For many supervised learning applications, understanding and visualizing the effects of the predictor variables on the predicted response is of paramount importance. A shortcoming of black box supervised learning models (e.g., complex trees, neural networks, boosted trees, random forests, nearest neighbors, local kernel-weighted methods, support vector regression, etc.) in this regard is their lack of interpretability or transparency.
The Statistics Department hosts weekly colloquia on a variety of statistcal subjects, bringing in speakers from around the world.
Type of Event:
In Computerized Adaptive Testing (CAT), questions are selected in real time and are adjusted to the test-taker’s latent ability. While CAT has become popular for many measurement tasks, such as educational testing and patient reported outcomes, it has been criticized for not allowing examinees to review and revise their answers. Two main concerns regarding response revision in CAT are the deterioration of estimation efficiency, due to suboptimal item selection, and the compromise of test validity, due to the potential adoption of deceptive test-taking strategies by the examinees.
In this talk, we will discuss research challenges and opportunities of Fog Computing in Cyber-physical Systems and Security and present several case studies. We will first present an innovative Real-time In-situ Seismic Imaging (RISI) system design with fog computing. It is a smart sensor network that senses and computes the 3D subsurface imaging in real-time and continuously.
Linear Gaussian covariance models are Gaussian models with linear constraints on the covariance matrix. Such models arise in stochastic processes from repeated time series data, Brownian motion tree models of phylogenetic data and network tomography models used for analyzing connections in the Internet. Maximum likelihood estimation in this class of models leads to a non-convex optimization problem that typically has many local maxima.
The theory of Compressed Sensing (CS) asserts that an unknown p-dimensional signal can be accurately recovered from an underdetermined set of n linear measurements with n<p, provided that x is sufficiently sparse.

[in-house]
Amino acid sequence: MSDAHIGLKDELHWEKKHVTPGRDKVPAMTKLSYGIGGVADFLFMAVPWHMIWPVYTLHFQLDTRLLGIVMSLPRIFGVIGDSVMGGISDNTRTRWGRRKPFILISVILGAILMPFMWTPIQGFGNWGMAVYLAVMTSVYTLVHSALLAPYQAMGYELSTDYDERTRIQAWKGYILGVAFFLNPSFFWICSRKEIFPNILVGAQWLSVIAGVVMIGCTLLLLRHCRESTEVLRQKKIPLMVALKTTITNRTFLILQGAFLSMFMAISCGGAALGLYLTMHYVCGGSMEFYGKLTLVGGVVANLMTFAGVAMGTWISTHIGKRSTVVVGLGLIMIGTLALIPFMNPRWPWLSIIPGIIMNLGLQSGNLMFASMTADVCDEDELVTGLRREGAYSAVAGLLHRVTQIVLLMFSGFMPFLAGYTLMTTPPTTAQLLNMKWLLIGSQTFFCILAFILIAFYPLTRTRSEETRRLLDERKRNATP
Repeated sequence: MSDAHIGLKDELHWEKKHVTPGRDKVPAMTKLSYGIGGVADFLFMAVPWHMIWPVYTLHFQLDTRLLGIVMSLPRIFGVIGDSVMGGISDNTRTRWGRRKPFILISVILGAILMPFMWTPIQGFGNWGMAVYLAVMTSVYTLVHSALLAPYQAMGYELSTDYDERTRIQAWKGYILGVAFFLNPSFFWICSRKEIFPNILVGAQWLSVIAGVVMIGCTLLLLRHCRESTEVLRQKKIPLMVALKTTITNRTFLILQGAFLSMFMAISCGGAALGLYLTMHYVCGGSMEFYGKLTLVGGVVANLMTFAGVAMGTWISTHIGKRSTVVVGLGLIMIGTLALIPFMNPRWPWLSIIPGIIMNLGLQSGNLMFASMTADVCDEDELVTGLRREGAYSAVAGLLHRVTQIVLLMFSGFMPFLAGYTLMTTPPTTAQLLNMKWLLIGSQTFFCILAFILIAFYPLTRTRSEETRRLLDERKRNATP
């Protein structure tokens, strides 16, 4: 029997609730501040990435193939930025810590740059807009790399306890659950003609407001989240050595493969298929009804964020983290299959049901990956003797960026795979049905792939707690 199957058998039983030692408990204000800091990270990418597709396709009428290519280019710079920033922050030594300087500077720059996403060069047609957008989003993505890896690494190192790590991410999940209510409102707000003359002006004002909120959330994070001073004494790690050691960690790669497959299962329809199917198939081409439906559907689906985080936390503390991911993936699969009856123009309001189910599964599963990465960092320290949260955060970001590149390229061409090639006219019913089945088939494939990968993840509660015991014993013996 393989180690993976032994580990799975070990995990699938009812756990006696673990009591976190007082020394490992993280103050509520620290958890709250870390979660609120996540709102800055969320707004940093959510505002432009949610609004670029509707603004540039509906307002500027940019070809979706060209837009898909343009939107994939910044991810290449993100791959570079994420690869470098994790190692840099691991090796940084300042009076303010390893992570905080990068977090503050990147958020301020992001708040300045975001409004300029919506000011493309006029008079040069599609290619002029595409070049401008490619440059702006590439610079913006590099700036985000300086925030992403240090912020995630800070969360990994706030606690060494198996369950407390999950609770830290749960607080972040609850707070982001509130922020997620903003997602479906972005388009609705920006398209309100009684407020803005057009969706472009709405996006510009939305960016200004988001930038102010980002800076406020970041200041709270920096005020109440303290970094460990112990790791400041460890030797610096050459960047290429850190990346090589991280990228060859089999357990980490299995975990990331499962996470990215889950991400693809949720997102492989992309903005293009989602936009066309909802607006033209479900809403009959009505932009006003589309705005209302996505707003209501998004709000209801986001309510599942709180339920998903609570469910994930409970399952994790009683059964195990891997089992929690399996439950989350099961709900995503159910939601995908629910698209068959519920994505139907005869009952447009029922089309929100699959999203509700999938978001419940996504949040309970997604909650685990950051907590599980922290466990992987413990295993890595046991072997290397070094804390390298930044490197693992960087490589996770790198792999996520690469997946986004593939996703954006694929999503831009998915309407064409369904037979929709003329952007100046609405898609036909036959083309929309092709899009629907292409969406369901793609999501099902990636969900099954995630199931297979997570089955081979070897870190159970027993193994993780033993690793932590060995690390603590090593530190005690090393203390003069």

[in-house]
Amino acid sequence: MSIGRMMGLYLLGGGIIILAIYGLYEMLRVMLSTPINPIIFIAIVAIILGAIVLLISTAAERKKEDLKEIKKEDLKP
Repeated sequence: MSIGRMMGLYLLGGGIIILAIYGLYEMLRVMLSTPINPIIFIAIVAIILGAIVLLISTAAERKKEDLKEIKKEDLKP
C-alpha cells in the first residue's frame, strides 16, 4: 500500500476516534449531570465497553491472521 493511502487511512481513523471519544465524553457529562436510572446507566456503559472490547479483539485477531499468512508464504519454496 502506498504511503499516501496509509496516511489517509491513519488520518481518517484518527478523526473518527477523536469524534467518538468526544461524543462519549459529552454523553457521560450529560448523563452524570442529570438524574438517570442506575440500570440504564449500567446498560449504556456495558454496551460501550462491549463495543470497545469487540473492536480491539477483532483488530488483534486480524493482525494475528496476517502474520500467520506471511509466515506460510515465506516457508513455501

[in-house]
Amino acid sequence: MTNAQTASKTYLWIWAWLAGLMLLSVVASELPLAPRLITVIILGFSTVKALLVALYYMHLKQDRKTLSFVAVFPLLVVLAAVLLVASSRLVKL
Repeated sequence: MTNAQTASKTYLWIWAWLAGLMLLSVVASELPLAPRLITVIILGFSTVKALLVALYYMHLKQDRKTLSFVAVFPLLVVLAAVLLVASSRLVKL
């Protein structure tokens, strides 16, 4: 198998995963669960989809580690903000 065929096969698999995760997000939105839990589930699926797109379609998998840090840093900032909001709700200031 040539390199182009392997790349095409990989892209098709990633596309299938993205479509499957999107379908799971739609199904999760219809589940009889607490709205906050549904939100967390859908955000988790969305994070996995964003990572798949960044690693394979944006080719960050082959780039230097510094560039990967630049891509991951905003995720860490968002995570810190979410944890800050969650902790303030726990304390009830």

I present an approach to incorporating informative prior beliefs about marginal probabilities into Bayesian latent class models for categorical data. The basic idea is to append synthetic observations to the original data such that (i) the empirical distributions of the desired margins match those of the prior beliefs, and (ii) the values of the remaining variables are left missing. The degree of prior uncertainty is controlled by the number of augmented records.
For massive data, the family of subsampling algorithms is popular to downsize the data volume and reduce computational burden. Existing studies focus on approximating the ordinary least squares estimate in linear regression, where statistical leverage scores are often used to define subsampling probabilities.
Random effects models play an important role in model-based small area estimation. Random effects account for any lack of fit of a regression model for the population means of small areas on a set of explanatory variables. In Datta, Hall and Mandal (2011, JASA), we showed that if the random effects can be dispensed with through a statistical test, then the model parameters and the small area means can be estimated substantially accurately. This work is most useful when the number of small areas, m, is moderately large.
The R-squared statistic, or coefficient of determination, is commonly used to measure the predictive power of a linear model. It is interpreted as the fraction of variation in the response explained by the predictors. Despite its popularity, a direct equivalent measure is not available for nonlinear regression models and for right-censored time-to-event data. In this talk, I will show that in addition to a measure of explained variation, another measure of explained prediction error is required to assess the predictive power of a nonlinear model.
We consider generalized linear regression with left-censored covariate due to the lower limit of detection. The complete case analysis by eliminating observations with values below limit of detection yields valid estimates for regression coefficients, but loses efficiency. Substitution methods are biased; and maximum likelihood method relies on parametric models for the unobservable tail probability, thus may suffer from model misspecification.